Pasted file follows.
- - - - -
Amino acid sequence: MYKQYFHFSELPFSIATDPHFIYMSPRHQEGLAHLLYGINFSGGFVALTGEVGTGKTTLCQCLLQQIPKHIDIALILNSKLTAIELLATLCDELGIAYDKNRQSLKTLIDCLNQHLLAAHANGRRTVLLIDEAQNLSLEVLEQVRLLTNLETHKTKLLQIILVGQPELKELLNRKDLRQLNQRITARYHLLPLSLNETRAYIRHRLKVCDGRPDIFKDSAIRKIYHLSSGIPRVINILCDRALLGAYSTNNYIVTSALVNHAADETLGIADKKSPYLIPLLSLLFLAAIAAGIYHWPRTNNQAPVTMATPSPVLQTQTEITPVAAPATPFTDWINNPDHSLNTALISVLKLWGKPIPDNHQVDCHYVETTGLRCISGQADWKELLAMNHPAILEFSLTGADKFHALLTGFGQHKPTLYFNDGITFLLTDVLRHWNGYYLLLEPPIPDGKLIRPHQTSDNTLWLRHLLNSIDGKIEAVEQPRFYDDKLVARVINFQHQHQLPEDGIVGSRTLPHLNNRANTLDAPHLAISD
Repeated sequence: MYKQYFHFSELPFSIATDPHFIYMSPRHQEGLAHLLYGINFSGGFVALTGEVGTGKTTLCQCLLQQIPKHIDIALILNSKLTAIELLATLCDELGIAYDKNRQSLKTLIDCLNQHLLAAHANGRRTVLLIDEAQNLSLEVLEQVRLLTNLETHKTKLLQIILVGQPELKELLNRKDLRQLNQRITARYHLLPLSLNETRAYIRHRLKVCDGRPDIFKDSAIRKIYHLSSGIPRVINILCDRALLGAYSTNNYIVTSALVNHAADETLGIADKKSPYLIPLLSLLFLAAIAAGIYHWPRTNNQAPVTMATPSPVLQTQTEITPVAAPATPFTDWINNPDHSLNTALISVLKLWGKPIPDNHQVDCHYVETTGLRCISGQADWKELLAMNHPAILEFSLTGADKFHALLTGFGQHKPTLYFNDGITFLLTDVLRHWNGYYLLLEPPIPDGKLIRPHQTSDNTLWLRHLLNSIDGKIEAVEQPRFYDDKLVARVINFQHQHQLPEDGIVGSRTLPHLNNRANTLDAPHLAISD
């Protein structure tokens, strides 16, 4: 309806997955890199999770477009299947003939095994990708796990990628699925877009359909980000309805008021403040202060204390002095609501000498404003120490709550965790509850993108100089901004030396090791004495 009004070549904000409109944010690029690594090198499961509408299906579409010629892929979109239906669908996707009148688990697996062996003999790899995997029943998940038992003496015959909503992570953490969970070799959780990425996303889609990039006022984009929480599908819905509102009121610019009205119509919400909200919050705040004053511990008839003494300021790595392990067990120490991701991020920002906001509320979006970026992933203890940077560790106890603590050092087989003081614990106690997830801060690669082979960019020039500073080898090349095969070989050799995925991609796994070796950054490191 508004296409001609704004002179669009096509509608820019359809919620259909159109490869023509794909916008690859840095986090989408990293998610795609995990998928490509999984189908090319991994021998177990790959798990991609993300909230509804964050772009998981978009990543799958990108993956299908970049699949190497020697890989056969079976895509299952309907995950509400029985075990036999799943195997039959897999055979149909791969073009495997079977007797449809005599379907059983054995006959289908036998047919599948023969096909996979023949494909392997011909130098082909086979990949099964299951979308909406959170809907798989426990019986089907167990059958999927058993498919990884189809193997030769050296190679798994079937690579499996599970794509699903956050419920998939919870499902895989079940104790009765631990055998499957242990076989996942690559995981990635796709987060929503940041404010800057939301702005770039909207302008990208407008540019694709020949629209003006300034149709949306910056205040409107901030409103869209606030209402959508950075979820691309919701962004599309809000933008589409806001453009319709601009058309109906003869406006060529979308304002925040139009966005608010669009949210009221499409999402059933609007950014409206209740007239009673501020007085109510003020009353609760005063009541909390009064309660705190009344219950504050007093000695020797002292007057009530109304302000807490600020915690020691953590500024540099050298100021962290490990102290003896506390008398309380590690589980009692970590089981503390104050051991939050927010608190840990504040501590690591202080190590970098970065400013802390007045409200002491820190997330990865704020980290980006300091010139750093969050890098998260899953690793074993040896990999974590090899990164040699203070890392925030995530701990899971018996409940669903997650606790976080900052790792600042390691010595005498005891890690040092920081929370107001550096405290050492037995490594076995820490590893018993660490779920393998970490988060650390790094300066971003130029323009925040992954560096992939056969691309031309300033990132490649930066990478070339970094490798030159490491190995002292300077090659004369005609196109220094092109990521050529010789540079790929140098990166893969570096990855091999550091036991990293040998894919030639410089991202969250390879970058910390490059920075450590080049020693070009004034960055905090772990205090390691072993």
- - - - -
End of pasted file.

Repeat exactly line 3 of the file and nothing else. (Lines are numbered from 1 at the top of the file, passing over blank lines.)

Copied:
């Protein structure tokens, strides 16, 4: 309806997955890199999770477009299947003939095994990708796990990628699925877009359909980000309805008021403040202060204390002095609501000498404003120490709550965790509850993108100089901004030396090791004495 009004070549904000409109944010690029690594090198499961509408299906579409010629892929979109239906669908996707009148688990697996062996003999790899995997029943998940038992003496015959909503992570953490969970070799959780990425996303889609990039006022984009929480599908819905509102009121610019009205119509919400909200919050705040004053511990008839003494300021790595392990067990120490991701991020920002906001509320979006970026992933203890940077560790106890603590050092087989003081614990106690997830801060690669082979960019020039500073080898090349095969070989050799995925991609796994070796950054490191 508004296409001609704004002179669009096509509608820019359809919620259909159109490869023509794909916008690859840095986090989408990293998610795609995990998928490509999984189908090319991994021998177990790959798990991609993300909230509804964050772009998981978009990543799958990108993956299908970049699949190497020697890989056969079976895509299952309907995950509400029985075990036999799943195997039959897999055979149909791969073009495997079977007797449809005599379907059983054995006959289908036998047919599948023969096909996979023949494909392997011909130098082909086979990949099964299951979308909406959170809907798989426990019986089907167990059958999927058993498919990884189809193997030769050296190679798994079937690579499996599970794509699903956050419920998939919870499902895989079940104790009765631990055998499957242990076989996942690559995981990635796709987060929503940041404010800057939301702005770039909207302008990208407008540019694709020949629209003006300034149709949306910056205040409107901030409103869209606030209402959508950075979820691309919701962004599309809000933008589409806001453009319709601009058309109906003869406006060529979308304002925040139009966005608010669009949210009221499409999402059933609007950014409206209740007239009673501020007085109510003020009353609760005063009541909390009064309660705190009344219950504050007093000695020797002292007057009530109304302000807490600020915690020691953590500024540099050298100021962290490990102290003896506390008398309380590690589980009692970590089981503390104050051991939050927010608190840990504040501590690591202080190590970098970065400013802390007045409200002491820190997330990865704020980290980006300091010139750093969050890098998260899953690793074993040896990999974590090899990164040699203070890392925030995530701990899971018996409940669903997650606790976080900052790792600042390691010595005498005891890690040092920081929370107001550096405290050492037995490594076995820490590893018993660490779920393998970490988060650390790094300066971003130029323009925040992954560096992939056969691309031309300033990132490649930066990478070339970094490798030159490491190995002292300077090659004369005609196109220094092109990521050529010789540079790929140098990166893969570096990855091999550091036991990293040998894919030639410089991202969250390879970058910390490059920075450590080049020693070009004034960055905090772990205090390691072993």